While unpacking and setting up my room, I contacted 5 major police groups to set up a courtesy meeting to introduce myself and the LEAP mission. The National Sheriff’s Association lobbyist quickly agreed to coffee at his office. An hour later he called and informed me that he required the permission from Sheriff Jenne of Broward County (Fort Lauderdale) before he could see me. Puzzled but accepting, I finally talked to an aide of the sheriff and hopefully the meeting will come off next week. (Note: it never did. The Sheriff refused to let his rep meet with me.) The NOBLE (National Organization of Black Law Enforcement Executives) rep and I will meet next week. The other groups, International Association of Chiefs of Police, the Fraternal Order of Police, National Latino Officers Association of America have yet to respond to my inquires ( and none ever did, even after a second contact.) I sense a reluctance to meet the ‘enemy.’ The websites of the NSA and the IACP show that these groups are 100% opposed to any type of reform policy. I also made contact with the rep of the National District Attorneys Association. We set up a meeting for the first of the year. (also later canceled).

I made contact with two persons in the area who want to be LEAP speakers, Matthew Fogg retired US Marshall and Nina Graves, a federal police officer. I will be working with them to develop speaking opportunities in the DC area. I also made contact with June Clark, LEAP’s coordinator for the DC area.

Most of the second week I spent contacting all the congressional offices from Texas, setting up 11 meetings and one radio interview. I did take time out on the 14th to join other reformers at the US Dept. of Justice building to protest the recent DEA raids on medical marijuana dispensaries in San Diego.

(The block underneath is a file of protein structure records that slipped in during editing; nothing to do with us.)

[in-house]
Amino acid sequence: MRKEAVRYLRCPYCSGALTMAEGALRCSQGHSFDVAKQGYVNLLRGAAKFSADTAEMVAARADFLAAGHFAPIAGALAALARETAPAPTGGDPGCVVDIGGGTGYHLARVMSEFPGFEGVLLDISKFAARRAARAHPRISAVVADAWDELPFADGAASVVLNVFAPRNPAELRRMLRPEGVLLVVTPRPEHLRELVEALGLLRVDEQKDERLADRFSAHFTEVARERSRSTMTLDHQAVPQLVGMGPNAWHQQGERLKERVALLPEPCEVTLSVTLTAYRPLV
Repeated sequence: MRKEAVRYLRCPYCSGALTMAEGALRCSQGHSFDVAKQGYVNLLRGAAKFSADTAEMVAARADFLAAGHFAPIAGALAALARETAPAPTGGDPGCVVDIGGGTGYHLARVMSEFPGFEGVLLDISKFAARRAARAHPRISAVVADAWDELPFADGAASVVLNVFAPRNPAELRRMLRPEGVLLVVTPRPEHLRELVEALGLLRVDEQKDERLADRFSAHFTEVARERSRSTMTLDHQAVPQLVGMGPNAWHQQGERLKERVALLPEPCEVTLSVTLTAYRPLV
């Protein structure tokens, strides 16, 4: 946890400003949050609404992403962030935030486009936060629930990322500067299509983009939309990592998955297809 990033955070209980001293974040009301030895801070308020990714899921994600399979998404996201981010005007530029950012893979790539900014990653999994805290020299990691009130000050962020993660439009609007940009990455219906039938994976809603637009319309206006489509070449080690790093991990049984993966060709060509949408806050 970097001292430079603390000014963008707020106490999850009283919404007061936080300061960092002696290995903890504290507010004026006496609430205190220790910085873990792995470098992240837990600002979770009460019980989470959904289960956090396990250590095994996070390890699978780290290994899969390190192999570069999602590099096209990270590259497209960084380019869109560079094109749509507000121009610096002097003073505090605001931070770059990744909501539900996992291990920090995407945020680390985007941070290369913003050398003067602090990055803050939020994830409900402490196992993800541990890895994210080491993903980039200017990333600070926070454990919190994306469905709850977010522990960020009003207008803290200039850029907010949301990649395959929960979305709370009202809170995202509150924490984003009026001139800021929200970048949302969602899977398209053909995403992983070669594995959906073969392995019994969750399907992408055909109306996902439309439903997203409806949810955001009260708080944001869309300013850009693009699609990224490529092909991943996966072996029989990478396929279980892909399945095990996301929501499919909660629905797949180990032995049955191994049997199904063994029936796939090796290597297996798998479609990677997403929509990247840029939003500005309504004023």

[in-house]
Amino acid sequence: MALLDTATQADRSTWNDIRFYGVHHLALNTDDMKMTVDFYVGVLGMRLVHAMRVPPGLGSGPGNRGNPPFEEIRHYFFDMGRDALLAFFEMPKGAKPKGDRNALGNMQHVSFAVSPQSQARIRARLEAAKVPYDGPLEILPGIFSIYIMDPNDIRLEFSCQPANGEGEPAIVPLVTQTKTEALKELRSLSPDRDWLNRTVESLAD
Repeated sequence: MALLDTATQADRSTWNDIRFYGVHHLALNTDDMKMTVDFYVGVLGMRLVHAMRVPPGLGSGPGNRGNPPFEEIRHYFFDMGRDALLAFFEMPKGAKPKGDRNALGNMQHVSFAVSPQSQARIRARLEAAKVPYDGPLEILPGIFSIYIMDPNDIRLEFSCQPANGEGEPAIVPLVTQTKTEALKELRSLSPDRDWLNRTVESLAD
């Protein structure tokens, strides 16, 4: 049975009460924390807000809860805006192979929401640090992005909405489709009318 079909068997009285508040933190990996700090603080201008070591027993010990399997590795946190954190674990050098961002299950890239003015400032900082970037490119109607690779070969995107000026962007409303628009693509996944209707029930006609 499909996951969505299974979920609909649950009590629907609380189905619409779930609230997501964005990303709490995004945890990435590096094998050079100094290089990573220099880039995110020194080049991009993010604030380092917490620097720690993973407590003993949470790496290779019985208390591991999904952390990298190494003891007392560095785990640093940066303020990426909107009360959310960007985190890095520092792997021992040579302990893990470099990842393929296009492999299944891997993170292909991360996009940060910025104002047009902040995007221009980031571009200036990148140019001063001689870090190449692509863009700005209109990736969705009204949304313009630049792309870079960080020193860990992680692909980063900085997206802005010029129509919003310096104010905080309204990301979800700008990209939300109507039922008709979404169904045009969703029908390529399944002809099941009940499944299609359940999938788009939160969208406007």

As a wonderful, housewarming gift DC’s main paper, The Washington Post, honored LEAP by publishing my letter to the editor in their Sunday edition. Since they only published a total of 3, the impact was greater. And yes, they did mention I was a director of Law Enforcement Against Prohibition.

On a personal note: my emotions and energy are running high as I begin this new task. I am right where I want to be, doing a job that is immensely rewarding on a professional and personal level. This work is as rewarding as arresting a drunk driver or child molester. I love it!!

Sunday, December 11, 2005; Page B06
As a police detective in Michigan, I was fully aware of the problems that the Prince George’s County police face [“Bullets Keep Flying,” editorial, Dec. 7]. I learned that drug laws generated about 75 percent of my caseload and that nonviolent felonies often were not investigated because of lack of time. Switzerland has cut its felony crime in half by having the state regulate and sell heroin to addicts in a government program. What part of drug prohibition is making Prince George’s County a safer place to live? Will we ever be as wise as our grandparents and end drug prohibition?


The writer is a director of Law Enforcement Against Prohibition.

Share and Enjoy: These icons link to social bookmarking sites where readers can share and discover new web pages.
  • Facebook
  • Twitter
Filed under:On the Hill

No Comments

Post a comment